- Do something different. If what you’re doing isn’t working, change it up. Sometimes small tweaks can have a major impact. Ideas to get started: Post on a different social media platform. Refine your target audience. Learn a new technology or technique that you’ve been afraid to tackle. Use video instead of written content. Ask someone with a completely different expertise than you for help with your idea to identify innovative options. Try something that you’re not fully convinced will work (you’ll learn more through trial and error than analysis paralysis). Reward levels tend to follow risk levels, which means that the more risk you take, the more reward that is possible. So, if you have a choice between an easy answer and a harder path, recognize that you’ll likely see less traffic and many more benefits on the road less travelled.
2) REMOVE WEEDS. In the same way action can create momentum, obstacles and unnecessary hurdles will slow you down. So, it’s worth assessing any energy and time vampires and putting them to rest. Here’s how:
- Get rid of clutter. Clutter can be mentally draining and highly distracting, taking a lot more of your time and energy than you realize. Whether physical, digital or mental clutter, you’ll be better off if you clear it out. Ideas to get started: Unsubscribe to emails you rarely read. Automate processes you use often so you don’t need to keep recreating the wheel. Toss stuff you no longer need, but hold onto “just in case.” Put things away immediately so they don’t pile up. Make a plan to solve the worst-case scenario (which rarely happens) for those situations where worry is consuming you (which can manifest as poor sleep, headaches, digestion issues and other physical ailments). Keep lists so that you don’t have to remember to-dos. Get your workout (or other dreaded task) done first thing so the guilt is not weighing on your mind all day. Stop engaging in active laziness (e.g., distractions that you rationalize as important like cleaning every day or reorganizing the spice rack, but really are an attempt to justify avoiding the tough stuff). When you de-clutter, you’ll be surprised at how much you can accomplish.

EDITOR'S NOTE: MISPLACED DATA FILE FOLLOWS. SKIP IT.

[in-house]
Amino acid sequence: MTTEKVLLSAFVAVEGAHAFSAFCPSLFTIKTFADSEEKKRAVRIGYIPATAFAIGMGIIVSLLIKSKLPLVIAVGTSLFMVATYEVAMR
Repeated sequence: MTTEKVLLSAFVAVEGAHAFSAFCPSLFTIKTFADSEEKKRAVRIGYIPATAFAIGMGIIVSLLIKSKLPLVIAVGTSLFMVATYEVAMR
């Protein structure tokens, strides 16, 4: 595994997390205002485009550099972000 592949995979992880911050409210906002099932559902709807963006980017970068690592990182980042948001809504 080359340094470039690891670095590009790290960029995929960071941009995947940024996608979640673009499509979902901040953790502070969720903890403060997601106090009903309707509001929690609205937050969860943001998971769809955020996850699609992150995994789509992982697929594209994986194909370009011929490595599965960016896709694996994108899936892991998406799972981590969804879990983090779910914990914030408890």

- Diversify. While you may have some specific goals, there may not always be a direct path, so be open to detours, stepping stones and bridge opportunities. When you put all of your eggs into one basket, you can become myopic and miss peripheral opportunities that will help you to reach your ultimate goal. Ideas to get started: Say “yes” to lesser opportunities to build up your credibility and connections. Compromise if it opens doors and leads to additional opportunities. Offer pro bono options if there are other relevant intangible benefits. Start as a temp and then work hard to get the permanent role. Most need to earn their stripes on the way to their ultimate goal. Plus, it can be beneficial to make mistakes along the way to help us perfect our craft before getting to the main stage.
- Let go of expectations — both good and bad. Expectations are just bad news all around. Negative expectations cause us to avoid taking action, and positive expectations cause us to be disappointed if things don’t work as planned. Both can be crushing in different ways, so be careful about how much real estate you allow expectations to take up in your brain. Ideas to get started: Don’t allow expectations to generalize to other situations causing a self-fulfilling prophecy (e.g., “I knew I wouldn’t get it and it would be a waste of time to try again”). This will lead to taking fewer risks, and consequently, fewer opportunities will emerge. Recognize that there are things we can control (very few), and many things we cannot. But the more seeds you plant, the more buds that will grow, so be careful not to stomp on your own garden.
Newton’s Third Law isn’t just for physics majors, but rather applies to all things in life. For every action you take, there is an equal and opposite reaction, even if it isn’t always what you anticipate it to be.
If you’re feeling paralyzed in the ambiguity of the new normal, you’re not alone. Situations that once had a level of certainty now have none, and we’re learning that we control much less in the world than we once believed. However, that doesn’t mean that you need to stand still. Take a step forward into motion and you’ll soon see the ripple effect.